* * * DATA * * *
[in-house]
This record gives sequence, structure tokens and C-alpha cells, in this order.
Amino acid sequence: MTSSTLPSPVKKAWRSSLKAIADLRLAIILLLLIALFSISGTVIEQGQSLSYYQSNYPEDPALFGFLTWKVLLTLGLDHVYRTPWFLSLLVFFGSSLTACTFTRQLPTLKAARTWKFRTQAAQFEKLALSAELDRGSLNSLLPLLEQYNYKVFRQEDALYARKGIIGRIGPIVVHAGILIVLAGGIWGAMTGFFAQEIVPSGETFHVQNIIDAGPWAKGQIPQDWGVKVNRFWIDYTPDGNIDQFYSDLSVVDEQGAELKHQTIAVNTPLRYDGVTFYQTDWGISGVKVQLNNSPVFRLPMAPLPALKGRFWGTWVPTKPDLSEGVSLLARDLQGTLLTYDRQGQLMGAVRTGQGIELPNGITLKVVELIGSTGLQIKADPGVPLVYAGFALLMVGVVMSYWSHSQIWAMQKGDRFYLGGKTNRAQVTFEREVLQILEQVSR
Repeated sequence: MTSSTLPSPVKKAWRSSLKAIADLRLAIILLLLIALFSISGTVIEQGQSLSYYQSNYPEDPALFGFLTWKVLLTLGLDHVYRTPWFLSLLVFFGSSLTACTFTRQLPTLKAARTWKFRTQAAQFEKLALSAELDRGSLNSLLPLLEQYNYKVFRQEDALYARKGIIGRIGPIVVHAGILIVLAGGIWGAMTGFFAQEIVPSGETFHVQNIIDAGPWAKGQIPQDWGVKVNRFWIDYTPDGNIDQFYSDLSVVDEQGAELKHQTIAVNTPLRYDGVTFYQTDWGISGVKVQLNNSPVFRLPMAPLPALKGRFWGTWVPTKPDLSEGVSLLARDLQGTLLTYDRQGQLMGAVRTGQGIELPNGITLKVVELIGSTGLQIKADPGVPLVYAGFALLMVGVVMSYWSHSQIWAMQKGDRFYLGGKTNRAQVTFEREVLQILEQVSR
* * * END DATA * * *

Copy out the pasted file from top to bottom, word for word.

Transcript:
[in-house]
This record gives sequence, structure tokens and C-alpha cells, in this order.
Amino acid sequence: MTSSTLPSPVKKAWRSSLKAIADLRLAIILLLLIALFSISGTVIEQGQSLSYYQSNYPEDPALFGFLTWKVLLTLGLDHVYRTPWFLSLLVFFGSSLTACTFTRQLPTLKAARTWKFRTQAAQFEKLALSAELDRGSLNSLLPLLEQYNYKVFRQEDALYARKGIIGRIGPIVVHAGILIVLAGGIWGAMTGFFAQEIVPSGETFHVQNIIDAGPWAKGQIPQDWGVKVNRFWIDYTPDGNIDQFYSDLSVVDEQGAELKHQTIAVNTPLRYDGVTFYQTDWGISGVKVQLNNSPVFRLPMAPLPALKGRFWGTWVPTKPDLSEGVSLLARDLQGTLLTYDRQGQLMGAVRTGQGIELPNGITLKVVELIGSTGLQIKADPGVPLVYAGFALLMVGVVMSYWSHSQIWAMQKGDRFYLGGKTNRAQVTFEREVLQILEQVSR
Repeated sequence: MTSSTLPSPVKKAWRSSLKAIADLRLAIILLLLIALFSISGTVIEQGQSLSYYQSNYPEDPALFGFLTWKVLLTLGLDHVYRTPWFLSLLVFFGSSLTACTFTRQLPTLKAARTWKFRTQAAQFEKLALSAELDRGSLNSLLPLLEQYNYKVFRQEDALYARKGIIGRIGPIVVHAGILIVLAGGIWGAMTGFFAQEIVPSGETFHVQNIIDAGPWAKGQIPQDWGVKVNRFWIDYTPDGNIDQFYSDLSVVDEQGAELKHQTIAVNTPLRYDGVTFYQTDWGISGVKVQLNNSPVFRLPMAPLPALKGRFWGTWVPTKPDLSEGVSLLARDLQGTLLTYDRQGQLMGAVRTGQGIELPNGITLKVVELIGSTGLQIKADPGVPLVYAGFALLMVGVVMSYWSHSQIWAMQKGDRFYLGGKTNRAQVTFEREVLQILEQVSR